Tile is one of the oldest types of finish covering used on pitched roofs. Tile roofing has grown increasingly popular because of its fireproofing qualities. Clay or concrete tile roofing is available in a variety of styles. Clay tile is manufactured by baking plates of moulded clay into tile, and is lighter than concrete tile. However, concrete tile is more durable and is used more often than clay tile.
Install underlayment across the sheathing of the roof. There is a wide selection of asphalt-saturated felt underlayment available, but 30 pound felt is the most commonly used type. Research local building codes to determine what type of underlayment to use. Follow underlayment manufacturer instructions when installing.
Install the metal flashing where needed. Places such as valleys, chimneys, skylights, and where a roof butts against a vertical wall will require metal flashing. The flashing should be a 28-ga corrosion-resistant metal.
Nail the two-inch thick cant strip flush with the eave of the roof. This strip, which is twice the thickness of the battens, slants the first course of tiles so that it matches the rest of the courses. Every four feet, allow a half-inch to one-inch gap to let water drain across the row of cant strip and the battens, which will be placed across the entire roof.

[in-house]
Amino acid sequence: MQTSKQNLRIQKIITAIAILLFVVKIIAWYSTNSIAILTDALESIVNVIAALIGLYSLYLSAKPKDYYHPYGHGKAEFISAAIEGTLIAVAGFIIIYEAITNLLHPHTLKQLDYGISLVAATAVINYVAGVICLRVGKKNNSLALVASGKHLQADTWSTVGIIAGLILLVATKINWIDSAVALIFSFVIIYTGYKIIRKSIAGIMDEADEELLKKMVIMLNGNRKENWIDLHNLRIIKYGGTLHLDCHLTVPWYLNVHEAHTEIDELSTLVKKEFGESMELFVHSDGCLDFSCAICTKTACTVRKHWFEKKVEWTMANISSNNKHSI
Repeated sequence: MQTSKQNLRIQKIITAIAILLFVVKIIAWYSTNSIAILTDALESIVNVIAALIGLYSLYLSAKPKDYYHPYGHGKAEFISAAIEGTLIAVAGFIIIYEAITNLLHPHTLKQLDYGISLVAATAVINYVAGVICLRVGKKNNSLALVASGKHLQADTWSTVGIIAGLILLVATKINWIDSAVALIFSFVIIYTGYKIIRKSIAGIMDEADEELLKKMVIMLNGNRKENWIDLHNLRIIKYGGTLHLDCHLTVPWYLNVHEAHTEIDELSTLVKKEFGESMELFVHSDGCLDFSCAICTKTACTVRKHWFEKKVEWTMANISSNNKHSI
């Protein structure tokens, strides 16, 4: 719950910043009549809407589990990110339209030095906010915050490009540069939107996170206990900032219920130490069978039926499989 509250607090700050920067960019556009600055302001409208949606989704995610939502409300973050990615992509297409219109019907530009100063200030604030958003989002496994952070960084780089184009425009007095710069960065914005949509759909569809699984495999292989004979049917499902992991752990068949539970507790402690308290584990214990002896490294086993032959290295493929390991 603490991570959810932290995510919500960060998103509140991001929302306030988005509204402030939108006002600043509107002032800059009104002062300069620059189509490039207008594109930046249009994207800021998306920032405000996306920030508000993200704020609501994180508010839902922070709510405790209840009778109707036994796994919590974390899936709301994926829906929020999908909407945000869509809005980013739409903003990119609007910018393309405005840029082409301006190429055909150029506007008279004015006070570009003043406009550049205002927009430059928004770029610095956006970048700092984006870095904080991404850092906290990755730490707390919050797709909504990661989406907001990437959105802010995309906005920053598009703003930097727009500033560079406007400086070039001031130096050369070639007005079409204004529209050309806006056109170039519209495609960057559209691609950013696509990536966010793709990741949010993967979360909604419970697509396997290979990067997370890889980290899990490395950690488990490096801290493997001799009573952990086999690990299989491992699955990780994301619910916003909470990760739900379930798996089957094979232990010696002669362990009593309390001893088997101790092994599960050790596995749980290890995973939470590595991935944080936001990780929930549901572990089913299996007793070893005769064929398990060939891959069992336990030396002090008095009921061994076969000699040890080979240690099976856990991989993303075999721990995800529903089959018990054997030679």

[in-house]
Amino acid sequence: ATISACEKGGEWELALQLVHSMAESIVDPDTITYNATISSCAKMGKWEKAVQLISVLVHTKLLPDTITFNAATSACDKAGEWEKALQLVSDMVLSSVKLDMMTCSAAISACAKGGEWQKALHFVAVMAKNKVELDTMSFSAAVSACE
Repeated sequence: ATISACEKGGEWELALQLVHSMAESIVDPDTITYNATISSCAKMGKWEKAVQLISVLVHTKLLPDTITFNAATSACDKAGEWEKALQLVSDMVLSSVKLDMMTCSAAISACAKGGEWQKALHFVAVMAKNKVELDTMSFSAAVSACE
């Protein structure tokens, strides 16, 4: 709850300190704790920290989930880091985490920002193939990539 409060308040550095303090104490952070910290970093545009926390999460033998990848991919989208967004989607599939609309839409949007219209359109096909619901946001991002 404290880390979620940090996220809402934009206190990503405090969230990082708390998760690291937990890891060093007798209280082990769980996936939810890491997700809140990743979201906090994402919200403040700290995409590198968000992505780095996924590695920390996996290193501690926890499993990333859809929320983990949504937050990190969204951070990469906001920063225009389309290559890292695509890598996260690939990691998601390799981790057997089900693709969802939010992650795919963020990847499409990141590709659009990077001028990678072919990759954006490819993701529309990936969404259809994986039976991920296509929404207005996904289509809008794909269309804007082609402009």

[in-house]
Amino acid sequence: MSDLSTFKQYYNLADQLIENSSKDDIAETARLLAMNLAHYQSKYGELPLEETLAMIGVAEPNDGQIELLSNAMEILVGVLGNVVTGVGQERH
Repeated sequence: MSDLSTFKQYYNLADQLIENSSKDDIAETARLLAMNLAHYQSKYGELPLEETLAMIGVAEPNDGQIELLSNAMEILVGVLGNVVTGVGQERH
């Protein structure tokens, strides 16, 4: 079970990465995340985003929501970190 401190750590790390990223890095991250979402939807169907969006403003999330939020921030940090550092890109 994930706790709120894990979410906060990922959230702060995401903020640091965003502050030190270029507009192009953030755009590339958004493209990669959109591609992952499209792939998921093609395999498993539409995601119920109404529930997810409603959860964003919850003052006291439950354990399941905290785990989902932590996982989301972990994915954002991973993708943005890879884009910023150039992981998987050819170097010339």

Hook a tape measure to the roof eave and measure up the length of the tile being used; make a mark on the underlayment. The tiles will have a one-inch overhang at the eave and the half-inch head lug at the rear of the tile, so minus one-and-a-half inches from the first mark and make a mark on the underlayment. Do this at both ends of the roof and then snap a line with a chalk box. For example, if the tile is 16 inches, the mark will be made 15 inches up from the eave.
Nail the 1x2 batten below and flush with the snapped line. For the rest of the snapped lines for the battens, minus three-and-a-half inches from the length of the tile being used and snap lines this length across the rest of the roof. For example, if the tile is 16 inches, the marks will be placed every 13 inches up the roof and snapped out for the battens.
Lie the tile down by working in a left to right direction because of the vertical keyway between the tiles. Vertical interlocking joints must be free of any foreign matter to ensure a proper fit and interlocking of the tiles. The head lug, which is the lip at the rear of the tile, will rest behind each row of battens. The number of tiles to be fastened with nails depends on the roof slope, on whether or not battens were used, and on the anticipated wind velocity in the area. Research local building codes to determine the tile nailing schedule.
Flat tiles will have one nail hole, while curved tiles will have two nail holes located at the rear of the tile.